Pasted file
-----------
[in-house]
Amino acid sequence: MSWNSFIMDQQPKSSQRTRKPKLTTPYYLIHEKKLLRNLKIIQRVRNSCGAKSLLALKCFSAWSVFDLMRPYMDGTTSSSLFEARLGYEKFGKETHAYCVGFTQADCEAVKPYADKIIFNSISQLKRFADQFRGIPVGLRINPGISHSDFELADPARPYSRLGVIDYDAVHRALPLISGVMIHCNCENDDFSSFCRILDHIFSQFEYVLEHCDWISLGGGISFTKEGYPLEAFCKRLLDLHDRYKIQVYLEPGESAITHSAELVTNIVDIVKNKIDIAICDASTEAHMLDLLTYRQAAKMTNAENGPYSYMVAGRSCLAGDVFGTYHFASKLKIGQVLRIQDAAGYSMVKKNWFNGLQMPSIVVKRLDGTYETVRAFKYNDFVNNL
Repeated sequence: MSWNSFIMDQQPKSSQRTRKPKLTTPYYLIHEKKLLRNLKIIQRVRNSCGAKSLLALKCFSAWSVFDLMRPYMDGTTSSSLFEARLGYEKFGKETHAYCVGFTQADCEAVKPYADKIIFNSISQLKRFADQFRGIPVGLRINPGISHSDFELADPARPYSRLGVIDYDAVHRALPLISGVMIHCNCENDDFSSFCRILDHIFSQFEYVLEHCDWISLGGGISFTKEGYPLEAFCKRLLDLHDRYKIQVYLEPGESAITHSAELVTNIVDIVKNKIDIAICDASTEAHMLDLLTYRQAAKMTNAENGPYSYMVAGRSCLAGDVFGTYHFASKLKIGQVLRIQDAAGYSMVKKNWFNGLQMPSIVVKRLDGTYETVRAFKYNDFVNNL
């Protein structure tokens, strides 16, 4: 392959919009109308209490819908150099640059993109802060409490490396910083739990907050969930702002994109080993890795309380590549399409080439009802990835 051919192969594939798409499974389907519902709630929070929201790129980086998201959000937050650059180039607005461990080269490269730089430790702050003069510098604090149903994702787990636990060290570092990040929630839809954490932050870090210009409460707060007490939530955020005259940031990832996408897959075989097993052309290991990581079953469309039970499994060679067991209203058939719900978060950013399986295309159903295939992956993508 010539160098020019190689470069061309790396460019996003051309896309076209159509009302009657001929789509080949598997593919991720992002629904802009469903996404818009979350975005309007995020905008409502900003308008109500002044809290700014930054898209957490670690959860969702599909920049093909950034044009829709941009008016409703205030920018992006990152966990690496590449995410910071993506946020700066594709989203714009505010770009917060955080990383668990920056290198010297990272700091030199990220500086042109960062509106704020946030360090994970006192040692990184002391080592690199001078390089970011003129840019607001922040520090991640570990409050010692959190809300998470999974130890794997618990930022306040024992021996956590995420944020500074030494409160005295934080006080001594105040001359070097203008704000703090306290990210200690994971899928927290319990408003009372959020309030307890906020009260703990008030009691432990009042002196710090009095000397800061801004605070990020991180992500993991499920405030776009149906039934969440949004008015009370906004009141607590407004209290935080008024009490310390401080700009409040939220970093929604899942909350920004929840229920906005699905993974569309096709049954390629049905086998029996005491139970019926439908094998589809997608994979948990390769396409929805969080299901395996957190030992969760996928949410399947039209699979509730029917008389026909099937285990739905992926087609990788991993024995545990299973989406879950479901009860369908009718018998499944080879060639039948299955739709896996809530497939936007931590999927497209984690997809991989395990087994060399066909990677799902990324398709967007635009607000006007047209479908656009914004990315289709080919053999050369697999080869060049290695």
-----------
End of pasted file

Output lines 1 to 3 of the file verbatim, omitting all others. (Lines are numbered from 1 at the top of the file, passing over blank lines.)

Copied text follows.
[in-house]
Amino acid sequence: MSWNSFIMDQQPKSSQRTRKPKLTTPYYLIHEKKLLRNLKIIQRVRNSCGAKSLLALKCFSAWSVFDLMRPYMDGTTSSSLFEARLGYEKFGKETHAYCVGFTQADCEAVKPYADKIIFNSISQLKRFADQFRGIPVGLRINPGISHSDFELADPARPYSRLGVIDYDAVHRALPLISGVMIHCNCENDDFSSFCRILDHIFSQFEYVLEHCDWISLGGGISFTKEGYPLEAFCKRLLDLHDRYKIQVYLEPGESAITHSAELVTNIVDIVKNKIDIAICDASTEAHMLDLLTYRQAAKMTNAENGPYSYMVAGRSCLAGDVFGTYHFASKLKIGQVLRIQDAAGYSMVKKNWFNGLQMPSIVVKRLDGTYETVRAFKYNDFVNNL
Repeated sequence: MSWNSFIMDQQPKSSQRTRKPKLTTPYYLIHEKKLLRNLKIIQRVRNSCGAKSLLALKCFSAWSVFDLMRPYMDGTTSSSLFEARLGYEKFGKETHAYCVGFTQADCEAVKPYADKIIFNSISQLKRFADQFRGIPVGLRINPGISHSDFELADPARPYSRLGVIDYDAVHRALPLISGVMIHCNCENDDFSSFCRILDHIFSQFEYVLEHCDWISLGGGISFTKEGYPLEAFCKRLLDLHDRYKIQVYLEPGESAITHSAELVTNIVDIVKNKIDIAICDASTEAHMLDLLTYRQAAKMTNAENGPYSYMVAGRSCLAGDVFGTYHFASKLKIGQVLRIQDAAGYSMVKKNWFNGLQMPSIVVKRLDGTYETVRAFKYNDFVNNL